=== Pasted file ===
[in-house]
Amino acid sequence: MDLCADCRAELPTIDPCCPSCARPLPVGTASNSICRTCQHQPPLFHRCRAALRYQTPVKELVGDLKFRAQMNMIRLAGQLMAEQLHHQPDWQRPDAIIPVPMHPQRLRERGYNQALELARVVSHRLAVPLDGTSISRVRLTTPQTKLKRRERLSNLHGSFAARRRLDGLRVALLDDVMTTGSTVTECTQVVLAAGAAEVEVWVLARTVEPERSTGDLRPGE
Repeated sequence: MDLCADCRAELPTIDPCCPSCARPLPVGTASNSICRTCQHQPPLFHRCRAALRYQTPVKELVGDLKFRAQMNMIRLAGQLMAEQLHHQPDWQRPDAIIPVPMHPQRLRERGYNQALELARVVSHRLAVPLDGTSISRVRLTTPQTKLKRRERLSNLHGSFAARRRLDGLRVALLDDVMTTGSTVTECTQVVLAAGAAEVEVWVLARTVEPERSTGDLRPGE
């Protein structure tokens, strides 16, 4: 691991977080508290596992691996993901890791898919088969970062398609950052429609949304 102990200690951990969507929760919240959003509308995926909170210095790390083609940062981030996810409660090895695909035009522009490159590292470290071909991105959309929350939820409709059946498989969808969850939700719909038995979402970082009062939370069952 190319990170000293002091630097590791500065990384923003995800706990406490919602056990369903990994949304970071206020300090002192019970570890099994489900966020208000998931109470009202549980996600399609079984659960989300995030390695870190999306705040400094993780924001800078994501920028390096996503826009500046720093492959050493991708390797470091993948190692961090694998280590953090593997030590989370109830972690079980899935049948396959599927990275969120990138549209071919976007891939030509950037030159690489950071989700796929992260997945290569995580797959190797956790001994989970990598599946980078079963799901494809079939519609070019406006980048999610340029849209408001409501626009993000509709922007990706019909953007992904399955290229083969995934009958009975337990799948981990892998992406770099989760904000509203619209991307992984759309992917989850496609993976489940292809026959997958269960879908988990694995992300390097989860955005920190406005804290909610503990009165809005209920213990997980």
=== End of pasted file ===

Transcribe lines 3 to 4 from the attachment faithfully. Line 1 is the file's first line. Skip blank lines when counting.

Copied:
Repeated sequence: MDLCADCRAELPTIDPCCPSCARPLPVGTASNSICRTCQHQPPLFHRCRAALRYQTPVKELVGDLKFRAQMNMIRLAGQLMAEQLHHQPDWQRPDAIIPVPMHPQRLRERGYNQALELARVVSHRLAVPLDGTSISRVRLTTPQTKLKRRERLSNLHGSFAARRRLDGLRVALLDDVMTTGSTVTECTQVVLAAGAAEVEVWVLARTVEPERSTGDLRPGE
């Protein structure tokens, strides 16, 4: 691991977080508290596992691996993901890791898919088969970062398609950052429609949304 102990200690951990969507929760919240959003509308995926909170210095790390083609940062981030996810409660090895695909035009522009490159590292470290071909991105959309929350939820409709059946498989969808969850939700719909038995979402970082009062939370069952 190319990170000293002091630097590791500065990384923003995800706990406490919602056990369903990994949304970071206020300090002192019970570890099994489900966020208000998931109470009202549980996600399609079984659960989300995030390695870190999306705040400094993780924001800078994501920028390096996503826009500046720093492959050493991708390797470091993948190692961090694998280590953090593997030590989370109830972690079980899935049948396959599927990275969120990138549209071919976007891939030509950037030159690489950071989700796929992260997945290569995580797959190797956790001994989970990598599946980078079963799901494809079939519609070019406006980048999610340029849209408001409501626009993000509709922007990706019909953007992904399955290229083969995934009958009975337990799948981990892998992406770099989760904000509203619209991307992984759309992917989850496609993976489940292809026959997958269960879908988990694995992300390097989860955005920190406005804290909610503990009165809005209920213990997980």